Impact of the pandemic on municipal waste management systems
Although the COVID-19 pandemic continues to hit Europe to this day, the report focuses on the first “wave” which runs from February to June 2020. The report is a continuation of an initiative started in March 2020, in the early hours of the pandemic, by mapping how public authorities in Europe and beyond responded and adapted their waste management systems to the urgency of the situation.
Brussels, Belgium – The pandemic has proven to be very difficult for local authorities to keep municipal waste services available to residents. ACR + monitored and analyzed the impact of measures taken following the COVID-19 outbreak on waste collection services, waste production and sorting performance. In March 2020, responding to requests from its members, ACR + began to collect data on changes in municipal waste management in various regions of Europe, both on regulatory changes and on guidance proposed by authorities. national and regional, as on the local practices implemented by the authorities and the companies of waste management. The result of this initiative, including an infographic summarizing the trends observed in March, is available on the ACR + website.
In July 2020, ACR + launched an online survey as part of the COLLECTEURS project to better understand the measures taken at the local level and the evolution of the generated and sorted quantities of municipal waste during the “first wave” of the pandemic. . 16 respondents from 10 different countries provided detailed responses; the panel covers very different territories in terms of typology, size or tourist intensity.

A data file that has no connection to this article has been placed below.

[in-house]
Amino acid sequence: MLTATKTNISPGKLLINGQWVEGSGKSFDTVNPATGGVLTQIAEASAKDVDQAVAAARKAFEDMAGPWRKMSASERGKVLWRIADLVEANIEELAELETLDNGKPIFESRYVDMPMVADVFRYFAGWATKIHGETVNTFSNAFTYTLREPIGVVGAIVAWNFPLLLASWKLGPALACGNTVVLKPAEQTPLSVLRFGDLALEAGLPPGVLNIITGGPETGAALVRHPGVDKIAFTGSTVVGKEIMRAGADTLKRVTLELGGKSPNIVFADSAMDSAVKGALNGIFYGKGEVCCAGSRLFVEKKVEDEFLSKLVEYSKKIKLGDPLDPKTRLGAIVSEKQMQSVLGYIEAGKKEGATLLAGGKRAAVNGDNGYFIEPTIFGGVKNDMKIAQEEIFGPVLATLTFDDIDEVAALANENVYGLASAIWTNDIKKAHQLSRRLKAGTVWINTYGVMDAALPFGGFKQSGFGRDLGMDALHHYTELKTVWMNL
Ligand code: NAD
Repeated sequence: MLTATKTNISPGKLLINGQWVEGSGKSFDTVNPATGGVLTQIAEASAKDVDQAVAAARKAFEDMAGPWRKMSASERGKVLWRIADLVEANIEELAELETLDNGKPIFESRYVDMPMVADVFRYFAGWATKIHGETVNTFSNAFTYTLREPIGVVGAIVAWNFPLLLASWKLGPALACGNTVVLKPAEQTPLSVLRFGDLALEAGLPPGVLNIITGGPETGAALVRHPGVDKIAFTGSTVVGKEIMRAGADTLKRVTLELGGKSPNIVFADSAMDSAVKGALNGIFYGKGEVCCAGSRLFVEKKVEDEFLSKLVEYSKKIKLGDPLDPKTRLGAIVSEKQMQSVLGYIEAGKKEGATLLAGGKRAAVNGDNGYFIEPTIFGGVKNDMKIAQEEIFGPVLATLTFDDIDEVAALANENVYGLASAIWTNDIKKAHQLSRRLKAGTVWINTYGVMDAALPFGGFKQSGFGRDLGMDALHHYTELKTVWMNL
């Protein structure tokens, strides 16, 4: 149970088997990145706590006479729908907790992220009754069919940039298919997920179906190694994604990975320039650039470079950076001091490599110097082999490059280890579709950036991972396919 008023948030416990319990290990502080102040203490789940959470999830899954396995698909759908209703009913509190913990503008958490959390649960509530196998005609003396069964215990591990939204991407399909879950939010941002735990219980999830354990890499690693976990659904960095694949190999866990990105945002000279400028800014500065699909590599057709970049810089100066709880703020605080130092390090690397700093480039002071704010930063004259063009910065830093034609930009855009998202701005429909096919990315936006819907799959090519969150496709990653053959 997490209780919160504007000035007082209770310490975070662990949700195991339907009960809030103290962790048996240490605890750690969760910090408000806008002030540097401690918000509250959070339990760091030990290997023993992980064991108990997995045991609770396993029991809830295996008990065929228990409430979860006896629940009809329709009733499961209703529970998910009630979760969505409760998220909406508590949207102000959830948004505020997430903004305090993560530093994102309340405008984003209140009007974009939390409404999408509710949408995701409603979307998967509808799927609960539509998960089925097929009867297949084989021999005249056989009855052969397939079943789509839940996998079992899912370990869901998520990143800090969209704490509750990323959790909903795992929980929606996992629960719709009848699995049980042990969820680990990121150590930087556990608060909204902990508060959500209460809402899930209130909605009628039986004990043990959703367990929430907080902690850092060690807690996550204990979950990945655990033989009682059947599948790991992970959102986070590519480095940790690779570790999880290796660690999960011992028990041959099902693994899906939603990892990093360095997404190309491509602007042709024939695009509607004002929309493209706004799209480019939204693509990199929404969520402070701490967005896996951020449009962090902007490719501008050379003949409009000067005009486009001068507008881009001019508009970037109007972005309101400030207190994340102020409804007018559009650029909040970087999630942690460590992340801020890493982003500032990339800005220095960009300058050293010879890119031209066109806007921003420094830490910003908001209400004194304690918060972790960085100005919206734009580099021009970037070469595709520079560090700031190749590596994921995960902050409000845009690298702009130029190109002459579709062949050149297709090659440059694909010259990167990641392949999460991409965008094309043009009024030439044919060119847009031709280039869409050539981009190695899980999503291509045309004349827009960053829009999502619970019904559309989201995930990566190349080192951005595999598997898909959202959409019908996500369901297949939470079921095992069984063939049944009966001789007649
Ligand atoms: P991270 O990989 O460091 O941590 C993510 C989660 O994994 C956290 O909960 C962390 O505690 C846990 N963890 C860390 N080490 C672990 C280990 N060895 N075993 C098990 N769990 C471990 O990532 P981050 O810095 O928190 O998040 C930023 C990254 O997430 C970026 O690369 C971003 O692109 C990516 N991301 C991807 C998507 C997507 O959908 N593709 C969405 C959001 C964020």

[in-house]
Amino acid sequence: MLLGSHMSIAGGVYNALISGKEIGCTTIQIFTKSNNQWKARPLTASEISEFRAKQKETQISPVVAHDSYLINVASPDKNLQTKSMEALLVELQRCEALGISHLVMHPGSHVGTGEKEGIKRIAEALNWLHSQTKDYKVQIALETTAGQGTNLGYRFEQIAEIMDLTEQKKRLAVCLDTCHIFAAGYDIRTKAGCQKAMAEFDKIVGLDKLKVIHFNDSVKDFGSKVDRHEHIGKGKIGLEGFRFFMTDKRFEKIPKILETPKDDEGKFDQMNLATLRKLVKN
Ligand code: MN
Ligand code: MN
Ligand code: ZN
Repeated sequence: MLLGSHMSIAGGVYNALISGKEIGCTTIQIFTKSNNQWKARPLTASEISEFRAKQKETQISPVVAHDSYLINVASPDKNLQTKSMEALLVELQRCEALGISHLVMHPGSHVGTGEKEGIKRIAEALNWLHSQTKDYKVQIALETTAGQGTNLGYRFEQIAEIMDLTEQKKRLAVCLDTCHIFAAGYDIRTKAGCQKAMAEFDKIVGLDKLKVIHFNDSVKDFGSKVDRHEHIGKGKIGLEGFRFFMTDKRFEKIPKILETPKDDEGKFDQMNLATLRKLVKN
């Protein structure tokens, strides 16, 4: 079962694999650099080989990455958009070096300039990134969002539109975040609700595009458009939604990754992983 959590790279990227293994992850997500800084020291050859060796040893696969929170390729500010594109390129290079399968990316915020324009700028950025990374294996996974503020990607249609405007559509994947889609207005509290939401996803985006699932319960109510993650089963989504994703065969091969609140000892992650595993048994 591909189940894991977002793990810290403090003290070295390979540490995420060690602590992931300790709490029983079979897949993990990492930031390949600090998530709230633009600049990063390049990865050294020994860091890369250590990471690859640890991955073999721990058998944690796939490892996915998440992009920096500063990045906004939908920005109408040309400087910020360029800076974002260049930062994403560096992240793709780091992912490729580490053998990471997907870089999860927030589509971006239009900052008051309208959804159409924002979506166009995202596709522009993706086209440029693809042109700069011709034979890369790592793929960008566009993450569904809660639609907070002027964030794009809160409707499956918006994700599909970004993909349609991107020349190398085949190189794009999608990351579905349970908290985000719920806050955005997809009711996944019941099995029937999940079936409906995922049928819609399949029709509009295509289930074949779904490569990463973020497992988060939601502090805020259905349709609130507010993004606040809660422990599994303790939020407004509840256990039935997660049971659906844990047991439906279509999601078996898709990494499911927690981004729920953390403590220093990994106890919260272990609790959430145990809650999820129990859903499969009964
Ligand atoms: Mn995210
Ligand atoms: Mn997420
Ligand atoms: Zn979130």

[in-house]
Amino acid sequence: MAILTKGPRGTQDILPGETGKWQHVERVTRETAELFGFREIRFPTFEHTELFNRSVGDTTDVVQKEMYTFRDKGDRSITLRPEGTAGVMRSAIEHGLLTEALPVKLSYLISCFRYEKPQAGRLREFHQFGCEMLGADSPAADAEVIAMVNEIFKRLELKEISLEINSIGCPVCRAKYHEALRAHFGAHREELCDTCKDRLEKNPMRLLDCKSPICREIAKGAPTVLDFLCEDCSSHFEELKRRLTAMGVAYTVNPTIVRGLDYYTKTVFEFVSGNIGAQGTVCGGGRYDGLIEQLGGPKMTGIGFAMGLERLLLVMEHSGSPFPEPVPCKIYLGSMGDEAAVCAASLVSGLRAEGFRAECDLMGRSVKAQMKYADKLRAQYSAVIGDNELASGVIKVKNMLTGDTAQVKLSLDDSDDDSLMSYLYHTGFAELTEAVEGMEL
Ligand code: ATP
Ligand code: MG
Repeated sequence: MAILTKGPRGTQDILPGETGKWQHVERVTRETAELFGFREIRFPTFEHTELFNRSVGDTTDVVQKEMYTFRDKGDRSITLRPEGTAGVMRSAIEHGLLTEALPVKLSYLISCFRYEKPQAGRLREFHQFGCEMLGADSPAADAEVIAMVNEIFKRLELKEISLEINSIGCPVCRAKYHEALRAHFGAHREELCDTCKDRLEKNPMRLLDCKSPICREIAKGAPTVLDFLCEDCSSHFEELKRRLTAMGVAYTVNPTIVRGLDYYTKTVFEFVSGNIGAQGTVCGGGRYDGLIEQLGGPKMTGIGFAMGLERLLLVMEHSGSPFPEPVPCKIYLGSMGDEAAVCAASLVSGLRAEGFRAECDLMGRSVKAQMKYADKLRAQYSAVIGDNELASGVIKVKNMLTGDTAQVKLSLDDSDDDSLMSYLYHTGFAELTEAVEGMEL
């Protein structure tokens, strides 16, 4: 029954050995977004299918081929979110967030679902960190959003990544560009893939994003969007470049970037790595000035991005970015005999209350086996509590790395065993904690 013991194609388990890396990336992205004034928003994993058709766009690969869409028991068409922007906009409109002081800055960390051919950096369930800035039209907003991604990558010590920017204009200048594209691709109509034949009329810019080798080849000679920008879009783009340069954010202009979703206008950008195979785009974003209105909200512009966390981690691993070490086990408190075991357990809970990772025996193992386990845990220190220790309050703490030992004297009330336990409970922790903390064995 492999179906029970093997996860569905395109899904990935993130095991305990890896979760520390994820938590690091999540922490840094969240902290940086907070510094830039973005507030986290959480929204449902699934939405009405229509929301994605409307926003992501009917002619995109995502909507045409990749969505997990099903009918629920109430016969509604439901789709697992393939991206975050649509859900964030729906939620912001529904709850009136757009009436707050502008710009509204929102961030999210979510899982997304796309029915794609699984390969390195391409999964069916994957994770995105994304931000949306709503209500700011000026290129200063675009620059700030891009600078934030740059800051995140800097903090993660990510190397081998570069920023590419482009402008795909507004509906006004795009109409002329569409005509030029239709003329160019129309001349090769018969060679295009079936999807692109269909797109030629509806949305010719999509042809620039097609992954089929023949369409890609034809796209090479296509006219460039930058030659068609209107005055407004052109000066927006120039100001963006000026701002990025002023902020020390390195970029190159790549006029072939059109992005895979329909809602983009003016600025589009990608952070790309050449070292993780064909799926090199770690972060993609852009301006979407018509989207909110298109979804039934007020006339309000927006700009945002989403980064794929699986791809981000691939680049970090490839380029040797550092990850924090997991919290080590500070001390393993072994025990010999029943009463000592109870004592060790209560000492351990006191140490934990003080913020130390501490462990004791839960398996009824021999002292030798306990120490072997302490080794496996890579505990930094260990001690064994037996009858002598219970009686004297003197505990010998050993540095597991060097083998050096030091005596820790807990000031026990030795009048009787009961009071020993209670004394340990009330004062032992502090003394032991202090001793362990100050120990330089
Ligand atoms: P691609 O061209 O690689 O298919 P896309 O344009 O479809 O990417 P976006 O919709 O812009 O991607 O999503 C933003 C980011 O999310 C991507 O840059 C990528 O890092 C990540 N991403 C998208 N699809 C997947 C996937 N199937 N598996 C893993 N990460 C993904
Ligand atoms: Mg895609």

The report on the impact of the COVID-19 pandemic on municipal waste management systems reveals the main information and trends emerging from this survey. It also gives an overview of the measures taken by local authorities to deal with the first wave of the COVID-19 pandemic and containment measures during the firs. Local data was collected to analyze the impact of municipal waste production and sorting performance. In addition, several illustrations of good practices addressing key challenges are also highlighted.
The analysis of the responses to the survey and the various guidelines and reports identified made it possible to list several key recommendations that were already presented in the COLLECTORS Guidelines for implementation:
- Flexibility is essential to ensure the continuity of priority collection services, and the territories that could maintain good collection are those that could reallocate resources between different collection systems.
- It may be advisable to keep civic amenity sites open with adequate measures, possibly with online reservation.
- Define priority levels for collection services, focusing on collection methods limiting interactions with residents, or on specific waste fractions. Keeping selective collection services in operation is essential to maintain sorting performance.
- Focus on online communication to reach residents, provide clear information and simple and coordinated messages, and explain the reasons for the changes.
- Establish consistent and continuous reporting on the evolution of quantities.
- Fight against illegal practices such as the dumping of flies by putting in place closer monitoring, enforcement of regulations, adequate communication.
- Benefit from advice, support systems and networks to identify best practices and recommendations.
- Follow UNEP recommendations for handling COVID-positive household waste.
Read the report